I remember budget holdups in recent years, and how you’d hear about this program or that getting a ding, but this time around, with the federal economic issues on top of the state folk running around yelling “SHOW ME THE MONEY!”  things just aren’t happening.

The crunch is hitting everyone. I have clients who have pulled out because they aren’t getting paid. My daughter just got her day care license, got it all up and running two weeks before the funding got put on hold for the program that paid her 2/3 of her income. I get county checks each month for the appointed cases I have–no pay. But I have to appear at scheduled court dates anyway. We’re required. Foster parents–no pay. Student grants for kids starting in September– no pay. Service providers–no pay.  Anyone who has a contract with a county agency–no pay. No pay. For three months so far and no end in sight.

Lenders and creditors are, of course, aware of the situation, but they’re all hurting from people hit by the first economic wave. It sure makes them a little nervous when you can’t send in a mortgage payment. Explaining that you may be able to send in three when your check finally does come through– not so priceless.

Of course, the legislators made sure to vote their OWN pay in, first thing. So they can sit down in Harrisburg and take their time because they’re not losing their homes and their incomes. Ridiculous! I vote that they have to share their pay among the constituents in their districts.  Make them have something at stake! I’m not alone on this one, apparently.

So meanwhile we juggle and pray a lot. I know there are a lot of folk worse off than I am, and I hope they get help soon.  But sadly, this is a case of who’s going to help the helpers?

Dancing along the walk

As the children trooped dutifully back to school today, I realized some of my very first posts in this blog were about the return to routine and the comforts inherent therein when your family deals with autism.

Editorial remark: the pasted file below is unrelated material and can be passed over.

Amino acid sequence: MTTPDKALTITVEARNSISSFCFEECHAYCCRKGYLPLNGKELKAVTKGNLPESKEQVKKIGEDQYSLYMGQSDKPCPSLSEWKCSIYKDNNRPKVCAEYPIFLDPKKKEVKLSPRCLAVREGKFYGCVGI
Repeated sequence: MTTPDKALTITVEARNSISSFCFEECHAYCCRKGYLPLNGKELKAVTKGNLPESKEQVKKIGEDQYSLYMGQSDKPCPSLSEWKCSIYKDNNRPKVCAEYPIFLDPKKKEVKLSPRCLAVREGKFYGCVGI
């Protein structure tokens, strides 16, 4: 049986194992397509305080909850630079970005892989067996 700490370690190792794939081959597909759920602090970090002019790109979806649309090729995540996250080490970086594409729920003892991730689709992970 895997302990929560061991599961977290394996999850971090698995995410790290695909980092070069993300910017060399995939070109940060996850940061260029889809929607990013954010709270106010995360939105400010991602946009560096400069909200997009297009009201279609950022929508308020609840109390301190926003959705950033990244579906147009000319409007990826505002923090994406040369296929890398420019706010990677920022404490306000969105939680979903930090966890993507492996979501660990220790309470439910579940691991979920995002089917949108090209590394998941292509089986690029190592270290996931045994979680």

That means I’ve been on this blog journey for a year. Unbelievable.

This walkabout has taken me many places, both physical and figurative. We’ve seen all three children make strides forward over the passing days. We sang, we danced–some of us were spinning, more than dancing–we visited new vacation spots and museums. We won ribbons at the fair. We were burgled. We came in dead last betting on March Madness and won some great T-shirts.

Ditto Boy saw his school half torn down–the repair’s still not finished.  We’ve been evacuated from our home because of deadly gases. We’ve experienced numbered diseases , lost a handful of teeth, and ended up in the emergency room twice.

We’ve worked through some rough times and enjoyed wonderful family gatherings .

I’ve made a whole group of new friends, people I never would have met if it wasn’t for this vehicle, like daisyfae and birgitte and dee, who watched her Jamaican compatriot reach victory in the Beijing Olympics. I’ve been humbled by other parents of children with autism, whose struggle is more difficult than ours, and I’ve met some adults who don’t consider their autism a disability, but something that sets them apart. I’ve learned from them all. Thank you, friends, for your companionship and your willingness to walk with me along this path, some for a short time, some for longer.

I’ve sold some of my writing, and bonded with other writers through their blogs, through my local writer’s groups, through Pennwriters. I’ve placed work with several agents for the first time this year. I’ve become a writer about technology (says the woman who doesn’t even know how to text from a cell phone!), and taught myself a number of things.